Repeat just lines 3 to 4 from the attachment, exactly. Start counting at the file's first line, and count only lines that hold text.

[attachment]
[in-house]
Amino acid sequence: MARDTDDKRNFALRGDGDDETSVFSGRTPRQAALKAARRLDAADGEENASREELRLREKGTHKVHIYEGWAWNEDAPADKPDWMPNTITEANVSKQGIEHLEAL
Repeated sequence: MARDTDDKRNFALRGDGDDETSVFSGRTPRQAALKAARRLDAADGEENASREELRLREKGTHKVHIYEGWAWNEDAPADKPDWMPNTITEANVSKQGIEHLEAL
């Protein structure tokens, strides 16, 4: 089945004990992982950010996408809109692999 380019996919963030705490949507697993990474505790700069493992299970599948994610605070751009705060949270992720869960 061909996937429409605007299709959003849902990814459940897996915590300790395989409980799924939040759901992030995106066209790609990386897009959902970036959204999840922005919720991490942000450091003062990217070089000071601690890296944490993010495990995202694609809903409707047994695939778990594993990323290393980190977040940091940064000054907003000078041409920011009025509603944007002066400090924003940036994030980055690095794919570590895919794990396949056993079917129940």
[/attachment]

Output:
Repeated sequence: MARDTDDKRNFALRGDGDDETSVFSGRTPRQAALKAARRLDAADGEENASREELRLREKGTHKVHIYEGWAWNEDAPADKPDWMPNTITEANVSKQGIEHLEAL
């Protein structure tokens, strides 16, 4: 089945004990992982950010996408809109692999 380019996919963030705490949507697993990474505790700069493992299970599948994610605070751009705060949270992720869960 061909996937429409605007299709959003849902990814459940897996915590300790395989409980799924939040759901992030995106066209790609990386897009959902970036959204999840922005919720991490942000450091003062990217070089000071601690890296944490993010495990995202694609809903409707047994695939778990594993990323290393980190977040940091940064000054907003000078041409920011009025509603944007002066400090924003940036994030980055690095794919570590895919794990396949056993079917129940």